There are docks but they are underwater. There are ducks and they are drowning too. There are bookstores and the books float up, ink pooling on the surface. The house where you grew up is at the bottom of the river, the school where you learned to write at the bottom of the ocean, the house where you live now is sitting in a lake. Wooden walkways cross the surface of the water like the Piazza San Marco in Venice during aqua alta but covering the world. There are people perched on roofs, some weeping, more fishing. There are lions swimming. Wolves. Labrador retrievers who do not mind the water. Admit it, before you were born, you were drowning. In your father’s testicles, in your mother’s belly. Our children could swim before they were delivered, screaming, into our dry air. So dive in. Below you, there is me wearing nothing but my feet, toes now webbed together. Meteorites hit the water above us with a hiss and drowning fireballs drift past us, warming the already blood-warm water. This is this feeling I got when I first met you. This is the feeling I get seeing you again. There is our future at the bottom of the ocean, down so deep everything is shadow. There is my hand in your hand, my body floating beside your body in the water of our bed. We are bubbles. We are transparent. We are barely here.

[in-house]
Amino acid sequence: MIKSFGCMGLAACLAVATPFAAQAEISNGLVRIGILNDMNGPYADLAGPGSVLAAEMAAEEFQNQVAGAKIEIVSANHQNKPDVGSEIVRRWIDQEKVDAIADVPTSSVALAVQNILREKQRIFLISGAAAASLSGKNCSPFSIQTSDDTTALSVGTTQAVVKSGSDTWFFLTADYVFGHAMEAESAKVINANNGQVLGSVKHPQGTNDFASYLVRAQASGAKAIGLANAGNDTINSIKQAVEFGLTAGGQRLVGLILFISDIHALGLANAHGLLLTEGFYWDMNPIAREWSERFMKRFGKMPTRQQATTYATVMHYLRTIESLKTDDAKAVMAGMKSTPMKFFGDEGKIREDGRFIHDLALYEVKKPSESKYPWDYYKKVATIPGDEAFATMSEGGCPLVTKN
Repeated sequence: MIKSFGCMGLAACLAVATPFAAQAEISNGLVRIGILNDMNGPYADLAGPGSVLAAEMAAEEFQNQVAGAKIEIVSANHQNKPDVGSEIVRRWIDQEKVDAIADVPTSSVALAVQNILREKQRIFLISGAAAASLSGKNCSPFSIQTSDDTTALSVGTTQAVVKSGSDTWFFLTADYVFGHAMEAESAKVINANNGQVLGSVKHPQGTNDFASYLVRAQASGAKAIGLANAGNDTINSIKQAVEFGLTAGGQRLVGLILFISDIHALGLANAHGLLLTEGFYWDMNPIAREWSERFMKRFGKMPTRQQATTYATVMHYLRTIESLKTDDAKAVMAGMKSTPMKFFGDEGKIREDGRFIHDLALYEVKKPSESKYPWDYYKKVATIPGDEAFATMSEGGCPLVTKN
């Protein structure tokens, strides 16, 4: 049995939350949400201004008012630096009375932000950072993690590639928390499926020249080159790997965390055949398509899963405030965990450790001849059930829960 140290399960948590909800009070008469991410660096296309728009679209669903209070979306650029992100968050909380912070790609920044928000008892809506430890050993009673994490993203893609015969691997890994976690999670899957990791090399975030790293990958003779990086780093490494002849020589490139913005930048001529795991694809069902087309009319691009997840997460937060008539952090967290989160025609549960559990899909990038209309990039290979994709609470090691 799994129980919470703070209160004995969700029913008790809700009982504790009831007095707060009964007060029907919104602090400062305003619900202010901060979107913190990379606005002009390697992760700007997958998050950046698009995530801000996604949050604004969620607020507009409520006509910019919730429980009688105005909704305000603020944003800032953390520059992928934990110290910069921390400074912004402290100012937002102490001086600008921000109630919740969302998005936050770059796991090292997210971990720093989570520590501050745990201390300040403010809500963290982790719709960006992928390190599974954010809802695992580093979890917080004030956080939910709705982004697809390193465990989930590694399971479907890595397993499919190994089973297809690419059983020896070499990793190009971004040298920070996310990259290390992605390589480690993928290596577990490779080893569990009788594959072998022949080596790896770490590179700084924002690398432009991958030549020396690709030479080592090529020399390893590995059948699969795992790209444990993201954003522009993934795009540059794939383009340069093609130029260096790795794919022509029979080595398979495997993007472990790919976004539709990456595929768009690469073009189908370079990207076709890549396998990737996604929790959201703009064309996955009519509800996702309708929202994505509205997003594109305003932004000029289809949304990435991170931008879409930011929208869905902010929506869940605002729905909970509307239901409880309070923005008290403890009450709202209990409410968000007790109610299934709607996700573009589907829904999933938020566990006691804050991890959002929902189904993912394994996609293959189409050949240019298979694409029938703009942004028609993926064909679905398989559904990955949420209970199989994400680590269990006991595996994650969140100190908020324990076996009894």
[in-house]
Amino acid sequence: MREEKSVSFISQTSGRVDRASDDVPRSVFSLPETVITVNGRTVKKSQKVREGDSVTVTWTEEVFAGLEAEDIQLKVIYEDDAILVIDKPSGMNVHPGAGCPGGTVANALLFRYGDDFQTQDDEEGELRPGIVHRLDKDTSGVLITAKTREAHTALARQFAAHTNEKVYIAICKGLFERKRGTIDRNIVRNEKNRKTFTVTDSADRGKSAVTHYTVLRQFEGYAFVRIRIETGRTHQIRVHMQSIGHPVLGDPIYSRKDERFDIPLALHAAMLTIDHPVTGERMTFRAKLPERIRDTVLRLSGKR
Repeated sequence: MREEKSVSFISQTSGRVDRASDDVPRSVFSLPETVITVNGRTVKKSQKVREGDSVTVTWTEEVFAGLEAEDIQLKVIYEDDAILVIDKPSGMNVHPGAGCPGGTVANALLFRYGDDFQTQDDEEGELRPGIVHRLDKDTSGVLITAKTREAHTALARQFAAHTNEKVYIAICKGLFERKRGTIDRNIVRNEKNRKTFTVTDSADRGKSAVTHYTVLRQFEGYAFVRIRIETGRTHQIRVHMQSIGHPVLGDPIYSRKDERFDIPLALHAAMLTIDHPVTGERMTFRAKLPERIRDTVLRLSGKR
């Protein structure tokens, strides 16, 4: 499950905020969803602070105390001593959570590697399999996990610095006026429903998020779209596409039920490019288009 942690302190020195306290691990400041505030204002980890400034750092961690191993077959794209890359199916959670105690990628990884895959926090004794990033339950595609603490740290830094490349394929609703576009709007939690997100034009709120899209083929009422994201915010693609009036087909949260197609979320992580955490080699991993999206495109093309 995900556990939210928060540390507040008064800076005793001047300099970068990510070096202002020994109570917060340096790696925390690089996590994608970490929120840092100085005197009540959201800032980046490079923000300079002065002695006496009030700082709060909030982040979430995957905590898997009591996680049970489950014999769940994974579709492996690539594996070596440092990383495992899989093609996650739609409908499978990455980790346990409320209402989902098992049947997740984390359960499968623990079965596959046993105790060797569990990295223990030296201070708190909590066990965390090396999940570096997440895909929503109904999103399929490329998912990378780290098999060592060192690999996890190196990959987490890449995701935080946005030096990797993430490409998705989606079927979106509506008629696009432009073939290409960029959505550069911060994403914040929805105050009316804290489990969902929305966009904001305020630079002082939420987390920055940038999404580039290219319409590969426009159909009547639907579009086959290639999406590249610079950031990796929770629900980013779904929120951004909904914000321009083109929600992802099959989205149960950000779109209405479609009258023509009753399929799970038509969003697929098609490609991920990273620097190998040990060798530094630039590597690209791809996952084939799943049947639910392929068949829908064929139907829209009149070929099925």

Jesse Lee Kercheval is a poet, writer, and translator, specializing in Uruguayan poetry. Her latest poetry collections include America that island off the coast of France, winner of the Dorset Prize, and the bilingual Spanish–English La crisis es el cuerpo / The Crisis is The Body, published in Argentina by Editorial Bajo la luna. Her latest poetry book, I Want to Tell You, will be published in spring 2023 by University of Pittsburgh Press.